Good for you. Changing something up and trying something new is sadly what many won't do.

That's a lot of stuff to have to drag along with you. Hopefully getting a few extra Carb Calories along the way periodically kept you feeling like you had some extra oomph for the climbs along the way. Also if you consumed a good bit of Carb Calories after the ride to help replete your lost stores, then you didn't feel exhausted afterward and into the next day.

You might experiment with putting most of your carbs in your bottles. I use Heed for my bottles and currently have been using about 150 Calories per 24 oz. bottle. Prior to Heed, I just mixed 40/60 or 60/40 water and crangrape juice or what juice was available. Heed seem to give me a quicker boost. I take a few gulps every ten minutes.

If I ever feel exhausted and drag around after a ride, I can always go back and see that I didn't hydrate correctly or consume carbs during and shortly after the ride.
Iride01 is offline  
Likes For Iride01:
Old 05-14-21, 08:13 AM
  #3  
SCTinkering
Senior Member
Thread Starter
 
SCTinkering's Avatar
 
Join Date: Aug 2014
Location: Silicon Valley, CA
Posts: 125

Bikes: 2020 T-Lab X-3 w/GRX Di2, 2018 Trek FX-5S with GRX/Xt 1x drive train

Mentioned: 0 Post(s)
Tagged: 0 Thread(s)
Quoted: 35 Post(s)
Liked 33 Times in 20 Posts
Originally Posted by Iride01 View Post
If I ever feel exhausted and drag around after a ride, I can always go back and see that I didn't hydrate correctly or consume carbs during and shortly after the ride.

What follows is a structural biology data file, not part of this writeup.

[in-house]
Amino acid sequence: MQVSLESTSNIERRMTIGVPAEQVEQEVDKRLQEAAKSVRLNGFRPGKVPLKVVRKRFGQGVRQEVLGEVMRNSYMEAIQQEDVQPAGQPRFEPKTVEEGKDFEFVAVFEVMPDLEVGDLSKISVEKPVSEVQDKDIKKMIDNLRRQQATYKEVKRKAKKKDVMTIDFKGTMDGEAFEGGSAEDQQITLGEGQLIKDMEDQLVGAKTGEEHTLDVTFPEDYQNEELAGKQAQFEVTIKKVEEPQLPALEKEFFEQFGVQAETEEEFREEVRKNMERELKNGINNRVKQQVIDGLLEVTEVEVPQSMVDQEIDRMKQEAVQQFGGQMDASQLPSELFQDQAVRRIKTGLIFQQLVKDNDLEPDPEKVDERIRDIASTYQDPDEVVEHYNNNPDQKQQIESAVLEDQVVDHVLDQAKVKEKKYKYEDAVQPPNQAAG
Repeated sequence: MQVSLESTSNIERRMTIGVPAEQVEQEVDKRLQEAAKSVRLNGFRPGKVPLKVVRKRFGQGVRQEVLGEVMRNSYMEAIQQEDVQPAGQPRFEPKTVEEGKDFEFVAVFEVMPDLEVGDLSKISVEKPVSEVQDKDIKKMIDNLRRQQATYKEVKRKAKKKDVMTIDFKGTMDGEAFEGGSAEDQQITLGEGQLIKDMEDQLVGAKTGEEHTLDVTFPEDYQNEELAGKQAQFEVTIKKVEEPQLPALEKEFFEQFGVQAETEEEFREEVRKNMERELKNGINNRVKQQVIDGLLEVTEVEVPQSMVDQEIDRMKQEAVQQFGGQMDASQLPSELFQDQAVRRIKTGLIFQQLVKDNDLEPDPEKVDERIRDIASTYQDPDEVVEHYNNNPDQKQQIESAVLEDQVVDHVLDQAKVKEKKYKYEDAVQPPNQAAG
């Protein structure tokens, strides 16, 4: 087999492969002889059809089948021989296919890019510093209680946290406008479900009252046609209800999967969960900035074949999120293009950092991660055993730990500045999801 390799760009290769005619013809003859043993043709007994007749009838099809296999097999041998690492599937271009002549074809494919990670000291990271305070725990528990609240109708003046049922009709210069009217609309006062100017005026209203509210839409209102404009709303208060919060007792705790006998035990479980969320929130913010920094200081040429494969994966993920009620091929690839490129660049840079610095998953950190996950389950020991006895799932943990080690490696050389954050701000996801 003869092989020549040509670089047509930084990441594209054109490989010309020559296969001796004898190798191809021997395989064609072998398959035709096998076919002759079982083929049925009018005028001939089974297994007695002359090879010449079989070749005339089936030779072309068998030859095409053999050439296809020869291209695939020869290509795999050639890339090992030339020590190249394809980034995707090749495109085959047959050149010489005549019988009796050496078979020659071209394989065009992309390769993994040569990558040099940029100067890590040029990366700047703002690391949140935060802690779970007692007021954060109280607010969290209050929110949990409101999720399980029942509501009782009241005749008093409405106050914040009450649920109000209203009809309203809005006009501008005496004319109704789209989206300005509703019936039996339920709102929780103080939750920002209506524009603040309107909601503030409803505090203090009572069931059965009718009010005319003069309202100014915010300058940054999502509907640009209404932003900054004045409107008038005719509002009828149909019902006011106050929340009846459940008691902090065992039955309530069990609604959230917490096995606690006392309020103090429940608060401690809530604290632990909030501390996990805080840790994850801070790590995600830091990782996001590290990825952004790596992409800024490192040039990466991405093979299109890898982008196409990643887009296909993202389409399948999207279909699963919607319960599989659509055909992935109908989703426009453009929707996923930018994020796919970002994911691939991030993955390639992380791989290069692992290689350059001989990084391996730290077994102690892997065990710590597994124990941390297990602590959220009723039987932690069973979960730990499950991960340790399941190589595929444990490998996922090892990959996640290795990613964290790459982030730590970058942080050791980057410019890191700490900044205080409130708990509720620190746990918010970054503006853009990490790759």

Exactly. I actually did a couple of 25 ish mile recovery rides the two days following & didn't feel bad at all. Just goes to show that at least for me, I am able to do things like the Davis Double (200 miles in a single day) provided I eat and drink. I think a lot of other riders here could do the same, but it does required quite a bit of planning if it's self supported. Heck now I'm even kicking myself for skipping stops on the supported rides I did in the before COVID times with the hindsight of "Yeah I felt pretty crappy the day after." when I didn't need to.
SCTinkering is offline  
Likes For SCTinkering:
Old 05-14-21, 05:16 PM
  #4  
OldTryGuy
Senior Member
 
Join Date: Jun 2013
Location: SW Fl.
Posts: 5,155

Bikes: Day6 Semi Recumbent "FIREBALL", 1981 Custom Touring Paramount, 1983 Road Paramount, 2013 Giant Propel Advanced SL3, 2018 Specialized Red Roubaix Expert mech., 2002 Magna 7sp hybrid, 1976 Bassett Racing 45sp Cruiser